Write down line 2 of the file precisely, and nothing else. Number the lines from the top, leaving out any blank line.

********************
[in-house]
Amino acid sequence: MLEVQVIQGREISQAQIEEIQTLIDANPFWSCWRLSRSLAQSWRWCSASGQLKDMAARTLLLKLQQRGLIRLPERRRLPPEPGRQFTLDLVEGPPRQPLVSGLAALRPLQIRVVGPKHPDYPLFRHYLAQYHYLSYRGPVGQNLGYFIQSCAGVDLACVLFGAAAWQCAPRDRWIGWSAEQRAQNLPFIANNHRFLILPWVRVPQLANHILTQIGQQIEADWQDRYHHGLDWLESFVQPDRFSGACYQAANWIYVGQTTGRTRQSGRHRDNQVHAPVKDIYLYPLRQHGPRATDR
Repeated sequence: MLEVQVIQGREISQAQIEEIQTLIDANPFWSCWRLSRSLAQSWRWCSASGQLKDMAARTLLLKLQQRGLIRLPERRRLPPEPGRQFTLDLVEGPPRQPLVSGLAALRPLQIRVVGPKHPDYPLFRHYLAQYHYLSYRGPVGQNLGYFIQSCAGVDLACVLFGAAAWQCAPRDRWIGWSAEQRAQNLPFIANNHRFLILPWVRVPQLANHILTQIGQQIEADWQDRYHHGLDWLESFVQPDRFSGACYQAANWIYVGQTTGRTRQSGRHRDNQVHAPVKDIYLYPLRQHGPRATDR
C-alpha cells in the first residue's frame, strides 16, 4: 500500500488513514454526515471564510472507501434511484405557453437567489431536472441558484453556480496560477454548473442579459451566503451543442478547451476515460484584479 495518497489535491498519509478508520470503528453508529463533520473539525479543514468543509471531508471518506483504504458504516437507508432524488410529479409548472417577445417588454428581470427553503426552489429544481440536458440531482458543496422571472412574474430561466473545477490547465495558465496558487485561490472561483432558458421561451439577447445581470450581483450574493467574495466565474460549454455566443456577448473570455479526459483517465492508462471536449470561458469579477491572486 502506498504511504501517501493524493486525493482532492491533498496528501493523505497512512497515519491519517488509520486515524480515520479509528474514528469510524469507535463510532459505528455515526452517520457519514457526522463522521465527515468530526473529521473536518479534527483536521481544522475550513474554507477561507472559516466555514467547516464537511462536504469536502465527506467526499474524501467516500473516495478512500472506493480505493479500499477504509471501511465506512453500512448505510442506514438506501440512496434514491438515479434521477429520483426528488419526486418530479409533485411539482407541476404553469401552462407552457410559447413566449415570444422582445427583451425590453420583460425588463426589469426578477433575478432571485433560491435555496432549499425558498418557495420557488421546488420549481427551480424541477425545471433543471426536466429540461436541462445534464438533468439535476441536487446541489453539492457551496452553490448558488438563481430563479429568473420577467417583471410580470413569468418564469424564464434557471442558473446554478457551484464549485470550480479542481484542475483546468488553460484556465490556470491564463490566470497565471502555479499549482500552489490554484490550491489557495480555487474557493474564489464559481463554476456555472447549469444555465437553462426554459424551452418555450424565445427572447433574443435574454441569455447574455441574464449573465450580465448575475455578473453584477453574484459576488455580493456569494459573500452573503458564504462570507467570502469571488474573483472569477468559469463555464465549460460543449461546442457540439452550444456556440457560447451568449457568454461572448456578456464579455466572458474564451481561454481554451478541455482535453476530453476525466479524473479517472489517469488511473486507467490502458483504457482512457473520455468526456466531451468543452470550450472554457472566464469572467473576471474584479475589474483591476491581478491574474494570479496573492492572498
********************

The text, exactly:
Amino acid sequence: MLEVQVIQGREISQAQIEEIQTLIDANPFWSCWRLSRSLAQSWRWCSASGQLKDMAARTLLLKLQQRGLIRLPERRRLPPEPGRQFTLDLVEGPPRQPLVSGLAALRPLQIRVVGPKHPDYPLFRHYLAQYHYLSYRGPVGQNLGYFIQSCAGVDLACVLFGAAAWQCAPRDRWIGWSAEQRAQNLPFIANNHRFLILPWVRVPQLANHILTQIGQQIEADWQDRYHHGLDWLESFVQPDRFSGACYQAANWIYVGQTTGRTRQSGRHRDNQVHAPVKDIYLYPLRQHGPRATDR